Most recent attempts to address the glacial-interglacial CO2 problem have been focused on nutrient utilization and biogeochemistry of the Southern Ocean [e.g., Martin, 1990; Watson et al., 2000; Anderson et al., 2002; Bopp et al., 2003]. The model here reproduces most of the CO2 differences between the modern ocean and the glacial ocean through a simple switch in the circulation. The biogeochemistry in the model continues to do what it does in the modern state. The circulation switch operates in response to a change in the wind forcing around Antarctica. The Discussion below revisits past discussions about the glacial-interglacial CO2 problem and shows how they are reframed by this role for the circulation and the winds.
5.1. Whither the Biological Pump?
 Broecker  showed that the low pCO2 of the glacial atmosphere was associated with a larger δ13C gradient between the surface ocean and the deep ocean. He drew on the δ13C evidence to suggest that the glacial ocean retained more CO2 because it had more nutrients and more biological productivity, i.e., a stronger “biological pump.” Evidence to support a massive increase in biological productivity never materialized, however, and the search for a cause shifted to the Southern Ocean after the publication of the “Harvardton Bears” papers in 1984 [Sarmiento and Toggweiler, 1984; Siegenthaler and Wenk, 1984; Knox and McElroy, 1984].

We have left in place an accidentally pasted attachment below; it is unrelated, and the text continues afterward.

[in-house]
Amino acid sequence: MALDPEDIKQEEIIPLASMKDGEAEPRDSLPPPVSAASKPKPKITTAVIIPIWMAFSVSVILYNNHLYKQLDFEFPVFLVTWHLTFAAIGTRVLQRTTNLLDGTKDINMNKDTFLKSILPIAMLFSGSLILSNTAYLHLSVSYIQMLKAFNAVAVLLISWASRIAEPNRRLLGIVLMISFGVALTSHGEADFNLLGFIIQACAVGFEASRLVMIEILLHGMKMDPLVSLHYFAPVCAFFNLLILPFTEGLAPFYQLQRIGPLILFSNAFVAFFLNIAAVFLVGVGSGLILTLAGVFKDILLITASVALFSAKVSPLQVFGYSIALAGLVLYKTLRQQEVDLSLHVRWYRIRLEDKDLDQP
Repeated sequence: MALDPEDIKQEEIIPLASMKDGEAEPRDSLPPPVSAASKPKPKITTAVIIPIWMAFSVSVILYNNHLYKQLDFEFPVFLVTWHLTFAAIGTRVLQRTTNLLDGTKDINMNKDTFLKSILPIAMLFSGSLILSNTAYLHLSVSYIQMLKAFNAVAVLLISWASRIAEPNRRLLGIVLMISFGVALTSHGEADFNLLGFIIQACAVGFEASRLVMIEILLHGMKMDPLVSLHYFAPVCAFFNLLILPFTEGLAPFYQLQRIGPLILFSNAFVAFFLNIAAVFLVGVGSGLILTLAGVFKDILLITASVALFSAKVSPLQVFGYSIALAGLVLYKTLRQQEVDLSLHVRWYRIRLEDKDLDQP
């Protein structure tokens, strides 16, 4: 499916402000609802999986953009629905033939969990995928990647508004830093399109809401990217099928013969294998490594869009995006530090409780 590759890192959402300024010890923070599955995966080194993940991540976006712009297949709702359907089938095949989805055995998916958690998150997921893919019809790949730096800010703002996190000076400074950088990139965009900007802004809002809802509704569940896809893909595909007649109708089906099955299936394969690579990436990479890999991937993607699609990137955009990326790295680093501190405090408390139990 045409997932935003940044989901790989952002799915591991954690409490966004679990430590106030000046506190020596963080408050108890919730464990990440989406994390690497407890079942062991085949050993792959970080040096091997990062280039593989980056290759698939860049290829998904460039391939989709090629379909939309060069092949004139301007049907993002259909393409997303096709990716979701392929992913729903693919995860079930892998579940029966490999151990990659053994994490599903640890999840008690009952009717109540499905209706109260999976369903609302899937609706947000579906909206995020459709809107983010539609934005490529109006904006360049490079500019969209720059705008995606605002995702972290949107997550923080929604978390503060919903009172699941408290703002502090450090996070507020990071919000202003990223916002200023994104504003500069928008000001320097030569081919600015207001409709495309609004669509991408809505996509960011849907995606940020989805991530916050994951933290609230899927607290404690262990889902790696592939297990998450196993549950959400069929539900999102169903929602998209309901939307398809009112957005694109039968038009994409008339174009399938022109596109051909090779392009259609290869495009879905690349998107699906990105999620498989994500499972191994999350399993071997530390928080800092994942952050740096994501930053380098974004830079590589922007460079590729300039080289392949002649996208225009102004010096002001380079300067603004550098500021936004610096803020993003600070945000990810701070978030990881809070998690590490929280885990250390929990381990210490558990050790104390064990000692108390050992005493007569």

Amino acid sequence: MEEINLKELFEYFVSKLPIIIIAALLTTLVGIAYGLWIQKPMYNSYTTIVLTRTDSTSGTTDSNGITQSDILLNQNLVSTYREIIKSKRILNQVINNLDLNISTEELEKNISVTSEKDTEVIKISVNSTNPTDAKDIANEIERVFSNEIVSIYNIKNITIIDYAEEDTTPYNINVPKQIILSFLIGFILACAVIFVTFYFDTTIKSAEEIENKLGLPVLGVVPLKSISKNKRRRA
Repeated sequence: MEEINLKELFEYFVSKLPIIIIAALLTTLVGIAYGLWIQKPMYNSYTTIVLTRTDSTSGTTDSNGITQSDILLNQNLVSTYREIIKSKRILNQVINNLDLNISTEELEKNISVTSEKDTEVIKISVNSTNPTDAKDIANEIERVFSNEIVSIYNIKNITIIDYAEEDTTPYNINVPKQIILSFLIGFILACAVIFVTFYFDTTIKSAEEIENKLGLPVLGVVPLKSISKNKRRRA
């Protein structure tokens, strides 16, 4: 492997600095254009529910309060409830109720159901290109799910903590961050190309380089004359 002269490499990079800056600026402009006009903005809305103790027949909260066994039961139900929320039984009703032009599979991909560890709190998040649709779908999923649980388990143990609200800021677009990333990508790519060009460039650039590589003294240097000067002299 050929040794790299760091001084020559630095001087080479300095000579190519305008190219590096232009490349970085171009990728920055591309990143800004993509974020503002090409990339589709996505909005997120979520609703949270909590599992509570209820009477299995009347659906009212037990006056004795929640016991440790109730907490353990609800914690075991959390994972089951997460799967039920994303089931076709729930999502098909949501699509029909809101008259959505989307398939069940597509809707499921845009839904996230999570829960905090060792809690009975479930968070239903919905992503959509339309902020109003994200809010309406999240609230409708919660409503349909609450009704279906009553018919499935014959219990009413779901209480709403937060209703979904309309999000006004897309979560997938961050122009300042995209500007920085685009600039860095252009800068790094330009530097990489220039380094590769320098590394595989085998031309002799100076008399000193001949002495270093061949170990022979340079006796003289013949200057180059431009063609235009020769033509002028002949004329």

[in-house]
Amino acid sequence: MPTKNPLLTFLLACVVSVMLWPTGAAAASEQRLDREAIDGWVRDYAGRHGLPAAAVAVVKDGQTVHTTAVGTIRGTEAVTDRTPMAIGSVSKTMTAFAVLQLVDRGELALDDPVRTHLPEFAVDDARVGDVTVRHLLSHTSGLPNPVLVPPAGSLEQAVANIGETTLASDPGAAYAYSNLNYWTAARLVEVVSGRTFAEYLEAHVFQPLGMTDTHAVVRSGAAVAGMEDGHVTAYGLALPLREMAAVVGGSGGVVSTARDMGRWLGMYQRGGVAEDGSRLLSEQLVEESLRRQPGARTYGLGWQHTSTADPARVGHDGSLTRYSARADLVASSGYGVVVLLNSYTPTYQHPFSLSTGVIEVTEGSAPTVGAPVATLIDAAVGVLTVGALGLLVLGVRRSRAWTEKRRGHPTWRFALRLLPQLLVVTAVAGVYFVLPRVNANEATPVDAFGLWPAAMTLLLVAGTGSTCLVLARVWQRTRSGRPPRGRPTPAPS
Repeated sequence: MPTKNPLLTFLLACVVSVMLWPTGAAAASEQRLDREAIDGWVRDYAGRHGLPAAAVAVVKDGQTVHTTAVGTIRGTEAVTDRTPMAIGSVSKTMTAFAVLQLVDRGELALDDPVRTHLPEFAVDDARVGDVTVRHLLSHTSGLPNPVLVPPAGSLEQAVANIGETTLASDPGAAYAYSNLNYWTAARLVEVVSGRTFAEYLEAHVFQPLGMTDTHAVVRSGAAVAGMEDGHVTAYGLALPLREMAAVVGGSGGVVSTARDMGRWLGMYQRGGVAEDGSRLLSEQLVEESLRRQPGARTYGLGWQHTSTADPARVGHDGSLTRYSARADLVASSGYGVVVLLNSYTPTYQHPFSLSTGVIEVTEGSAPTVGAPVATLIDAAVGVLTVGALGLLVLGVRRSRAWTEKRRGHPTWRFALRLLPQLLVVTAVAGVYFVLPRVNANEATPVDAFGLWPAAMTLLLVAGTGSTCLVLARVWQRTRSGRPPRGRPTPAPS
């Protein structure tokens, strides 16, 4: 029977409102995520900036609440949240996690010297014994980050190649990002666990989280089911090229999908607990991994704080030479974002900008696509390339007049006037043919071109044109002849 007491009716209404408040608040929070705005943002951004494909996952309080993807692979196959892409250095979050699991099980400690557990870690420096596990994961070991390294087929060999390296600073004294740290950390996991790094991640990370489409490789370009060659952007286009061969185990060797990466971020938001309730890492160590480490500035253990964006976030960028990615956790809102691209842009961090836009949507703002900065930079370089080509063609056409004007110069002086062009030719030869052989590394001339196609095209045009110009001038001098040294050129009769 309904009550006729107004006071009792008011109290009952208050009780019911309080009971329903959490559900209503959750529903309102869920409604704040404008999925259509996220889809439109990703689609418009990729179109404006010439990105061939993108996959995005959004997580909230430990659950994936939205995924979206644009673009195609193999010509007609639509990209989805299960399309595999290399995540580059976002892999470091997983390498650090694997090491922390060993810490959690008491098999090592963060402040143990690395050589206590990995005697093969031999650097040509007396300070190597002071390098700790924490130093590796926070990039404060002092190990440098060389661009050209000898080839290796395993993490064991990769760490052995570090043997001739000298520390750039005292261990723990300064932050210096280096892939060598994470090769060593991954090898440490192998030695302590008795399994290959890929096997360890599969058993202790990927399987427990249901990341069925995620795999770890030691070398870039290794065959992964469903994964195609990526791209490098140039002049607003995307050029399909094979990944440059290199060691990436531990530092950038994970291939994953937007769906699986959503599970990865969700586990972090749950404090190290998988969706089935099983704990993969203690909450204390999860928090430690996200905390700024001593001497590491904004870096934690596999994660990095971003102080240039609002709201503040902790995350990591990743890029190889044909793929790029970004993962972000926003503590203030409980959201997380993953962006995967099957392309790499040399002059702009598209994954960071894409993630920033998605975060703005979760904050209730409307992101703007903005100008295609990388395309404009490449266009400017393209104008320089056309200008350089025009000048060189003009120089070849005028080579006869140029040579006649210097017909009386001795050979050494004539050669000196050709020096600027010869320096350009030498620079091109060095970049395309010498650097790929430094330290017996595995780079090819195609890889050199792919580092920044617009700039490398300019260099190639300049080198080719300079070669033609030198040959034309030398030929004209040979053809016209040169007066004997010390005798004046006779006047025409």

The current debate about the role of the Southern Ocean is framed around two perspectives on the Harvardton Bears result. One builds on the biological pump idea. The other is built on circulation and gas exchange. A brief synopsis of the two perspectives is given below.
 All of the density classes in the deep ocean outcrop at the surface around Antarctica, and the surface waters in these outcrop areas have high concentrations of nitrate and phosphate. One interpretation is that this nitrate and phosphate is “unused” or “underutilized” by the phytoplankton. The ocean can retain more respired CO2 if the organisms in the Southern Ocean are more efficient in their use of this underutilized resource. The high-nutrient surface waters of the modern Southern Ocean have a high pCO2 that ultimately sets the pCO2 of the atmosphere. More efficient use of the nutrients by organisms would lower the pCO2, lower the surface nutrients, and cause respired CO2 to build up in the deep ocean.